Ella Hickson’s Oil is a sprawling saga stretching from 1889 and on into our future. In scene one, an American oil man (Darcy Brown) quips to a dirt-poor, candle-lit farming family, as he introduces them to the wonders of kerosene, ‘The Stone Age didn’t end because they ran out of stones.’
But the Oil Age will end when we run out of oil – and we’ll shiver in the cold again as these farmers shiver in the winter of 1889. In each of five extended scenes, rocketing through time, oil is the catalyst – as a source of a heat and light, transforming people’s lives; as an essential commodity for the imperial powers, invading and carving up the Middle East; as a source of bloody dispute when the Middle East tries to take back what lies under their soil… And into the future, when China has ‘won’ and a-so-confident-as-to-be-condescending Chinese salesperson (Jing-Xuan Chan) offers a cold fusion lamp made of minerals sourced from the Moon…
The scenes are linked (if not quite held together) by the figure of May (Daniela Farrinaci), who magically mutates through this history, each time a different, epoch-appropriate figure but essentially the same strong-willed, ruthless survivor – a rebellious farmer’s wife, a maid in Tehran, an oil company executive, a British politician making backstairs deals in Syria and finally, a cold and crooked old woman, all passion spent. Daniela Farrinaci gives an astonishing performance and she is the centre of this panoramic epic.
Ms Farrinaci is bolstered by a strong supporting cast. In the opening scene, there’s May’s husband Joss (a solid Charlie Cousins) and his family – the brook-no-dissent matriarch Ma (Jennifer Vuletic), Thomas (Justin Hosking), Samuel (Mathew Whitty), Anne (Nicole Nabout) and Fanny (Jing-Xuan Chan) - all made miserable, bitter and violent by poverty, ignorance and darkness. Nineteen years later, in 1908, the British are poking around in Persia for oil. May inveigles herself – with daughter Amy (Hannah Fredericksen) in tow – into a job as a maid, flirting with an arrogant idiot of a British Army sergeant (pitch perfect performance from Mr Whitty).
Oil is the central thread that runs from beginning to end – a reminder of the underlying economic motive for wars and other societal shifts, but that central idea is often subsumed by playwright Ella Hickson’s other concern – which is the relationship of the various iterations of May and her various daughters called Amy. Those sequences are powerfully and insightfully written – and performed with incisive intensity, but they dominate, they take over. In the 1970 scene, for instance, May is the oil company executive, visited by a Libyan diplomat (Khisraw Jones-Shukoor), glowing with revolutionary power, who demands May sign away her company. But the focus shifts to corrosive, bitter and chilling dialogue between mother and daughter. May is hard as nails, the cynical realist; Amy is spikey but childish. (Ms Fredericksen seems to glow throughout, all the same.) If the intention is that mother’s attempted control of daughters is somehow analogous to attempts to control a valuable resource (until it is all gone), the link is tenuous and scarcely illuminating.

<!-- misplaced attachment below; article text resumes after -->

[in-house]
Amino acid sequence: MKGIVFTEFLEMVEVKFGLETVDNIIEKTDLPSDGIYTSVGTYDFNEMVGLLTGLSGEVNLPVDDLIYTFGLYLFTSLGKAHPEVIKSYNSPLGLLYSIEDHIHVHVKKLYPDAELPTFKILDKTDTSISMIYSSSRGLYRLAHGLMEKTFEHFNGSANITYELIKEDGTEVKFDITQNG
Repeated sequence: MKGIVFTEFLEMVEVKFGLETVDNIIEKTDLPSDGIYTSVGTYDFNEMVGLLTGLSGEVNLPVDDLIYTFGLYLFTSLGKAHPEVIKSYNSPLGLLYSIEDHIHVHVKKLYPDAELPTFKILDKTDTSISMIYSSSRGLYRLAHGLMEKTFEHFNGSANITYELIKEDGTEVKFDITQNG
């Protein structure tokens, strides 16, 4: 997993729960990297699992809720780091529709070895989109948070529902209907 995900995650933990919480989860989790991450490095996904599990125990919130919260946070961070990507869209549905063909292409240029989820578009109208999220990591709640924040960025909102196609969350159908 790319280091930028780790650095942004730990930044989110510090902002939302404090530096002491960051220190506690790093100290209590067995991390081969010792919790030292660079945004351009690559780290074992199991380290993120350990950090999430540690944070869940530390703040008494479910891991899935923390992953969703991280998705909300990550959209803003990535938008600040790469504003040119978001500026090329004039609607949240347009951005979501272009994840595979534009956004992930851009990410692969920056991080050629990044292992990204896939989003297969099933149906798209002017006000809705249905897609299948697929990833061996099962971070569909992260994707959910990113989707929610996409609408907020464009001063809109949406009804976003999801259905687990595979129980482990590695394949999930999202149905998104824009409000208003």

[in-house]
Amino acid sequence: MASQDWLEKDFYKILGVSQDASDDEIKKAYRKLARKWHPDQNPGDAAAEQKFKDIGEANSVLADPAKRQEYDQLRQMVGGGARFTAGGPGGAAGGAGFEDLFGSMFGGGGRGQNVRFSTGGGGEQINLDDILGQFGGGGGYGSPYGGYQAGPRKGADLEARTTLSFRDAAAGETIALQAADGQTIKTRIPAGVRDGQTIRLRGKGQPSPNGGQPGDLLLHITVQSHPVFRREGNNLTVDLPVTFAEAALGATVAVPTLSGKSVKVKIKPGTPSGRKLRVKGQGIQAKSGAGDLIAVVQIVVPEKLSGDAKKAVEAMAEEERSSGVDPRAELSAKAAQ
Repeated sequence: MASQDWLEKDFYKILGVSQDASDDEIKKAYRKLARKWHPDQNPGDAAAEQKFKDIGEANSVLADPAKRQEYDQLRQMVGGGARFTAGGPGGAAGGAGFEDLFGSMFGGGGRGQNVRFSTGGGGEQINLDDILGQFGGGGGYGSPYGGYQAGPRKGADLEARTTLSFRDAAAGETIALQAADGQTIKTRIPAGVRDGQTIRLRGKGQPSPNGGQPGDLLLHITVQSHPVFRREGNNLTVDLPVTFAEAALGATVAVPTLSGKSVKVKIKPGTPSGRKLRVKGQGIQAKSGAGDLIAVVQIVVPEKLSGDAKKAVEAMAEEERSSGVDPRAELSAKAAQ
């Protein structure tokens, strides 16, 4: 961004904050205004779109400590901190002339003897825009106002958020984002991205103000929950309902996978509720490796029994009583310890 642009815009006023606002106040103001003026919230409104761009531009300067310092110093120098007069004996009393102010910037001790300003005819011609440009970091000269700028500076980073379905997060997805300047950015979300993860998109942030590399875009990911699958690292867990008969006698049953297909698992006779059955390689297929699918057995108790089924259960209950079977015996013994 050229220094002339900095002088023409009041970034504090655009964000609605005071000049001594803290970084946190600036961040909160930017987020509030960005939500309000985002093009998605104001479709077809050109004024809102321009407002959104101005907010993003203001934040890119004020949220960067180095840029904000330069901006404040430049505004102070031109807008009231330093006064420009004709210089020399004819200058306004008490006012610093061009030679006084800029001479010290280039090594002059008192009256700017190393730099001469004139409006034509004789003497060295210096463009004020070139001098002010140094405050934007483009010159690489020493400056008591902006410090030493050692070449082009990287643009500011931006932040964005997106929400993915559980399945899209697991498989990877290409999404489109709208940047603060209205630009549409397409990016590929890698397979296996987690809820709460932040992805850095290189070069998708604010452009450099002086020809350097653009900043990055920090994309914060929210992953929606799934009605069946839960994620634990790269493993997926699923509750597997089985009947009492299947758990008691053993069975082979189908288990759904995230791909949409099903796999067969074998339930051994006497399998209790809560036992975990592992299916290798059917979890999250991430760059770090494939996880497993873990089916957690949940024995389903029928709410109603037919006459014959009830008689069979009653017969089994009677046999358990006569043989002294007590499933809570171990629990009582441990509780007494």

The production is mounted in Red Stitch’s new second venue, a cavernous church hall in Prahran. The space is adaptable but for this production director Ella Caldwell has opted for a narrow transverse stage with raked seating either side. The front rows are practically treading on the actors’ toes – and vice versa - but this wonderful cast never wavers. For scene one, however, Ms Caldwell (and Greg Clarke, set designer, and lighting designer Clare Springett) follows what is apparently precedent and the first scene plays entirely by unenhanced candlelight – until the kerosene lamp brightens proceedings. This provides beautiful 19th century images but we are anxious (perhaps we are meant to be) about Mr Cousins chopping wood in total darkness and it takes some time for us to work out who is who among the shadowy figures.
The point, of course, is the contrast made by the kerosene lamp. But the excessive naturalism rather traps the production into more of the same without the resources to suggest such a level of reality. Thus, preparations for a banquet in Tehran look very ad hoc and shabby and the cheaply furnished Hampstead home of May the oil company executive is just not credible. With the latter, the set becomes a distraction from this excellent (if divided) scene. The bare stage that is the Syrian desert, where deluded do-gooder Amy is roundly told off by Syrian Aminah (a towering, biting performance from Ms Nabout here) is far more convincing. One suspects tough choices were made due to budget constraints: this production just isn’t and couldn’t be as well resourced as that at the Almeida in London.
Oil is enormously ambitious, as is Red Stitch for mounting it. It has the largest cast on a Red Stitch stage that I can remember. But what some will call ‘ambitious’, others might call unfocussed and rather too long. The playwright’s commendable reach for something of epic proportions perhaps means she attempts too much by including too much. Nevertheless, while the two central strands may not mesh, each is clear and strong – if bleak. And we cannot at any stage take our eyes off Daniela Farrinaci’s May and Hannah Fredericksen’s Amy: they take us with them across aeons and all their struggling personas.
Photographer: John Lloyd Fillingham